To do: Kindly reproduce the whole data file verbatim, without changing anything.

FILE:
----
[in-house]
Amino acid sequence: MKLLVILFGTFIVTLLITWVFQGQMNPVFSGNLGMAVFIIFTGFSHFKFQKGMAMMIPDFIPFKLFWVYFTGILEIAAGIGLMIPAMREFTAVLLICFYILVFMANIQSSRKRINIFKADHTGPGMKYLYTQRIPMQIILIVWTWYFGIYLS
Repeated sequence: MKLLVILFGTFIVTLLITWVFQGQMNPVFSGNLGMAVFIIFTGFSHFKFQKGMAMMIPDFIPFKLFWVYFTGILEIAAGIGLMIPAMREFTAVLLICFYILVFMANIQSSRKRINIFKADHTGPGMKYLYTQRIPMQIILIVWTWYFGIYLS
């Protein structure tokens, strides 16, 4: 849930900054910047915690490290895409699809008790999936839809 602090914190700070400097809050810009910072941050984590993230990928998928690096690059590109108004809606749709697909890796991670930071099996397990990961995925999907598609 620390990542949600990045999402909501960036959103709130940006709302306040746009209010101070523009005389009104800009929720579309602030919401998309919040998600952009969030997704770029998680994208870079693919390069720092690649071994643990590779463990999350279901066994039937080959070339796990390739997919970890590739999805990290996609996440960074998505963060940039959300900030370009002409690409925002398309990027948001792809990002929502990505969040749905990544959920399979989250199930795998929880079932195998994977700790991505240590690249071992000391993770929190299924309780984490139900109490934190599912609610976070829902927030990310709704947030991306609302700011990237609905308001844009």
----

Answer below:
[in-house]
Amino acid sequence: MKLLVILFGTFIVTLLITWVFQGQMNPVFSGNLGMAVFIIFTGFSHFKFQKGMAMMIPDFIPFKLFWVYFTGILEIAAGIGLMIPAMREFTAVLLICFYILVFMANIQSSRKRINIFKADHTGPGMKYLYTQRIPMQIILIVWTWYFGIYLS
Repeated sequence: MKLLVILFGTFIVTLLITWVFQGQMNPVFSGNLGMAVFIIFTGFSHFKFQKGMAMMIPDFIPFKLFWVYFTGILEIAAGIGLMIPAMREFTAVLLICFYILVFMANIQSSRKRINIFKADHTGPGMKYLYTQRIPMQIILIVWTWYFGIYLS
């Protein structure tokens, strides 16, 4: 849930900054910047915690490290895409699809008790999936839809 602090914190700070400097809050810009910072941050984590993230990928998928690096690059590109108004809606749709697909890796991670930071099996397990990961995925999907598609 620390990542949600990045999402909501960036959103709130940006709302306040746009209010101070523009005389009104800009929720579309602030919401998309919040998600952009969030997704770029998680994208870079693919390069720092690649071994643990590779463990999350279901066994039937080959070339796990390739997919970890590739999805990290996609996440960074998505963060940039959300900030370009002409690409925002398309990027948001792809990002929502990505969040749905990544959920399979989250199930795998929880079932195998994977700790991505240590690249071992000391993770929190299924309780984490139900109490934190599912609610976070829902927030990310709704947030991306609302700011990237609905308001844009």